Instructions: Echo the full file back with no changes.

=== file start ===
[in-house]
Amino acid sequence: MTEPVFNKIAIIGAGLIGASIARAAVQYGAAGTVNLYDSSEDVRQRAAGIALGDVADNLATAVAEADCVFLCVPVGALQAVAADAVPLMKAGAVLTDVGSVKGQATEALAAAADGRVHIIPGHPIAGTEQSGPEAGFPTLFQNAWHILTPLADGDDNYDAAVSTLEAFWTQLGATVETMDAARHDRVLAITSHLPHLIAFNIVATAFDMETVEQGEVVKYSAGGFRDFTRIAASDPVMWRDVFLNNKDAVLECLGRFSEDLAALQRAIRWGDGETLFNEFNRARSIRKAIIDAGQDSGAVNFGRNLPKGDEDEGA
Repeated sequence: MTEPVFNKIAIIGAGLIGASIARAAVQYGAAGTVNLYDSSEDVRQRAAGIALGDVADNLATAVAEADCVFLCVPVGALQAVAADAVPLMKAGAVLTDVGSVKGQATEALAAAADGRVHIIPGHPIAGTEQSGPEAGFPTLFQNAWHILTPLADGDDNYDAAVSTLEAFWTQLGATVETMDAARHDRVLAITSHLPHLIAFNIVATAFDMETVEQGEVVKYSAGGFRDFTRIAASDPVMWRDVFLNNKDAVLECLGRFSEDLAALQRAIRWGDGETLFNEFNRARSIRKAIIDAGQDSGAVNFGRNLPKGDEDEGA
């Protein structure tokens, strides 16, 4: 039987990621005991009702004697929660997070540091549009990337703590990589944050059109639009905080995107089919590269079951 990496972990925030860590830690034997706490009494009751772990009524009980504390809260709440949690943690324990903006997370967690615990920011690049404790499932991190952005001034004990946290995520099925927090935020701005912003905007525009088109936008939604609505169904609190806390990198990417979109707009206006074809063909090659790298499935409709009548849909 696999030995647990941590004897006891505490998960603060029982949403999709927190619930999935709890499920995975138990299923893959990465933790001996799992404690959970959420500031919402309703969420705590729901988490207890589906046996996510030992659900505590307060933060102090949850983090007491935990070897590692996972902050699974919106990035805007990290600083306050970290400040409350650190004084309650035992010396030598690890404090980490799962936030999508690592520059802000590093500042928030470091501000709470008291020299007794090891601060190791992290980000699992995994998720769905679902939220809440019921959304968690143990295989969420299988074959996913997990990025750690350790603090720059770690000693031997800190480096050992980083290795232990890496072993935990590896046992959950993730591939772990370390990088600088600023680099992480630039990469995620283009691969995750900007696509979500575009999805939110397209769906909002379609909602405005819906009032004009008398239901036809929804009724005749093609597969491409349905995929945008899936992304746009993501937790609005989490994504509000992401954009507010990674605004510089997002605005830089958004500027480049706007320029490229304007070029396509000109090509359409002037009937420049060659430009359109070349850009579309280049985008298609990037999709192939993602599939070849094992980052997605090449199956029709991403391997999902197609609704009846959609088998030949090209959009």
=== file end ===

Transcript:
[in-house]
Amino acid sequence: MTEPVFNKIAIIGAGLIGASIARAAVQYGAAGTVNLYDSSEDVRQRAAGIALGDVADNLATAVAEADCVFLCVPVGALQAVAADAVPLMKAGAVLTDVGSVKGQATEALAAAADGRVHIIPGHPIAGTEQSGPEAGFPTLFQNAWHILTPLADGDDNYDAAVSTLEAFWTQLGATVETMDAARHDRVLAITSHLPHLIAFNIVATAFDMETVEQGEVVKYSAGGFRDFTRIAASDPVMWRDVFLNNKDAVLECLGRFSEDLAALQRAIRWGDGETLFNEFNRARSIRKAIIDAGQDSGAVNFGRNLPKGDEDEGA
Repeated sequence: MTEPVFNKIAIIGAGLIGASIARAAVQYGAAGTVNLYDSSEDVRQRAAGIALGDVADNLATAVAEADCVFLCVPVGALQAVAADAVPLMKAGAVLTDVGSVKGQATEALAAAADGRVHIIPGHPIAGTEQSGPEAGFPTLFQNAWHILTPLADGDDNYDAAVSTLEAFWTQLGATVETMDAARHDRVLAITSHLPHLIAFNIVATAFDMETVEQGEVVKYSAGGFRDFTRIAASDPVMWRDVFLNNKDAVLECLGRFSEDLAALQRAIRWGDGETLFNEFNRARSIRKAIIDAGQDSGAVNFGRNLPKGDEDEGA
């Protein structure tokens, strides 16, 4: 039987990621005991009702004697929660997070540091549009990337703590990589944050059109639009905080995107089919590269079951 990496972990925030860590830690034997706490009494009751772990009524009980504390809260709440949690943690324990903006997370967690615990920011690049404790499932991190952005001034004990946290995520099925927090935020701005912003905007525009088109936008939604609505169904609190806390990198990417979109707009206006074809063909090659790298499935409709009548849909 696999030995647990941590004897006891505490998960603060029982949403999709927190619930999935709890499920995975138990299923893959990465933790001996799992404690959970959420500031919402309703969420705590729901988490207890589906046996996510030992659900505590307060933060102090949850983090007491935990070897590692996972902050699974919106990035805007990290600083306050970290400040409350650190004084309650035992010396030598690890404090980490799962936030999508690592520059802000590093500042928030470091501000709470008291020299007794090891601060190791992290980000699992995994998720769905679902939220809440019921959304968690143990295989969420299988074959996913997990990025750690350790603090720059770690000693031997800190480096050992980083290795232990890496072993935990590896046992959950993730591939772990370390990088600088600023680099992480630039990469995620283009691969995750900007696509979500575009999805939110397209769906909002379609909602405005819906009032004009008398239901036809929804009724005749093609597969491409349905995929945008899936992304746009993501937790609005989490994504509000992401954009507010990674605004510089997002605005830089958004500027480049706007320029490229304007070029396509000109090509359409002037009937420049060659430009359109070349850009579309280049985008298609990037999709192939993602599939070849094992980052997605090449199956029709991403391997999902197609609704009846959609088998030949090209959009």